Struck with astonishment at this extraordinary and painful phenomenon, and wholly at a loss to explain it on any of the principles to which they have been accustomed to give credit, the Liberals have generally endeavoured to deny its existence. They say that the returns of commitments do not afford a correct measure of the crime that, really exists in the country ; that a police force is now more generally established, and is incomparably more vigilant than heretofore ; that crimes are classified in a different way from what they formerly were ; and that, though the figures do not err, yet the results to which they point are not the real ones. There is some truth in these observations. It is true that a police force is more extensively established, and is more efficient than it formerly was ;-it is true that crimes are now differently classified, and enter different columns, and appear in different returns from what they formerly did ;-it is true that there are specialties in the case ; —but it is not true that those specialties tend to make the returns for crime appear greater than the reality ; on the contrary, they all tend the other way. They show that the returns as now constructed, and the police force as it at present exists, do not by any means exhibit the growth of crime in its true colours; that it is in reality incomparably greater than these returns or this agency has brought to light; and that, great as the evil appears from an examination of the Parliamentary returns, it is in truth far more colossal and alarming.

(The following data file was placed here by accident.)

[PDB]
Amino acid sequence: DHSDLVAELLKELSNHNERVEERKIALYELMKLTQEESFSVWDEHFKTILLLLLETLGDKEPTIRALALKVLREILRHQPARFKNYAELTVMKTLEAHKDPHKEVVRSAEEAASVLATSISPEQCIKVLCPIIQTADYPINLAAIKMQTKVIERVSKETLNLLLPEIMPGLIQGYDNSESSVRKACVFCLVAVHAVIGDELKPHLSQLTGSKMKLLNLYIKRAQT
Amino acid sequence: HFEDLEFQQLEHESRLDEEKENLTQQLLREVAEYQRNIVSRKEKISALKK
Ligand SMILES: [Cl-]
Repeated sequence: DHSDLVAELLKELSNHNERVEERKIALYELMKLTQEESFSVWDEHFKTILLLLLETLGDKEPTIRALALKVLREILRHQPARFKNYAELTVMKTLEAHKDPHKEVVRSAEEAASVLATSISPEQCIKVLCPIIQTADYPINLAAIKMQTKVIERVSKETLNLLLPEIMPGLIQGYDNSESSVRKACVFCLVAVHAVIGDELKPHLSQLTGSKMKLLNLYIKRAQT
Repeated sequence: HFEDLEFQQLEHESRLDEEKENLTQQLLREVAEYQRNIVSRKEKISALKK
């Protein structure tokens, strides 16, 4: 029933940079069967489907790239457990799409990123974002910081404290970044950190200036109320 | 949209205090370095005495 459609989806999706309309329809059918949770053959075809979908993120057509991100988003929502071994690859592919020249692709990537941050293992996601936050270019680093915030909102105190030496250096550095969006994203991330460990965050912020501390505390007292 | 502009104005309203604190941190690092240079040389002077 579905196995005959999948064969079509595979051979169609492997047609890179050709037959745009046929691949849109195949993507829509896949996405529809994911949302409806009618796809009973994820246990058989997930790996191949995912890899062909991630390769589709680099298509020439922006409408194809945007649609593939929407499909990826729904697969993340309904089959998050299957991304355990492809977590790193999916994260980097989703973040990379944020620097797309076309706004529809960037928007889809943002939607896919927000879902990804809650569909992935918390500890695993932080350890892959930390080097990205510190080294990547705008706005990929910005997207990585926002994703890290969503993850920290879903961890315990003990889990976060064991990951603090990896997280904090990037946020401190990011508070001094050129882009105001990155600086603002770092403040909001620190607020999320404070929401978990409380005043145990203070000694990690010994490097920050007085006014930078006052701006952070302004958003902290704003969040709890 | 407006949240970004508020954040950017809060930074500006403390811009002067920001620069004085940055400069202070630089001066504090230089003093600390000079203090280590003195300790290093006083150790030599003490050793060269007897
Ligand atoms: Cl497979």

How is a police force established in any part of Great Britain ? If we except the metropolis, where the vast concourse from all parts of the empire unavoidably forced upon Government, twenty years ago, the establishment of a central police, since found to be attended with such admirable effects, it is everywhere set on foot by the voluntary act of the inhabitants, or a certain portion of them, in a peculiar manner cognisant of the necessity which exists for such an addition to the means of public defence. In boroughs, it is generally the magistrates, elected by a suffrage little superior to household suffrage, who introduce such a mea
In counties, it can only be proposed by the justices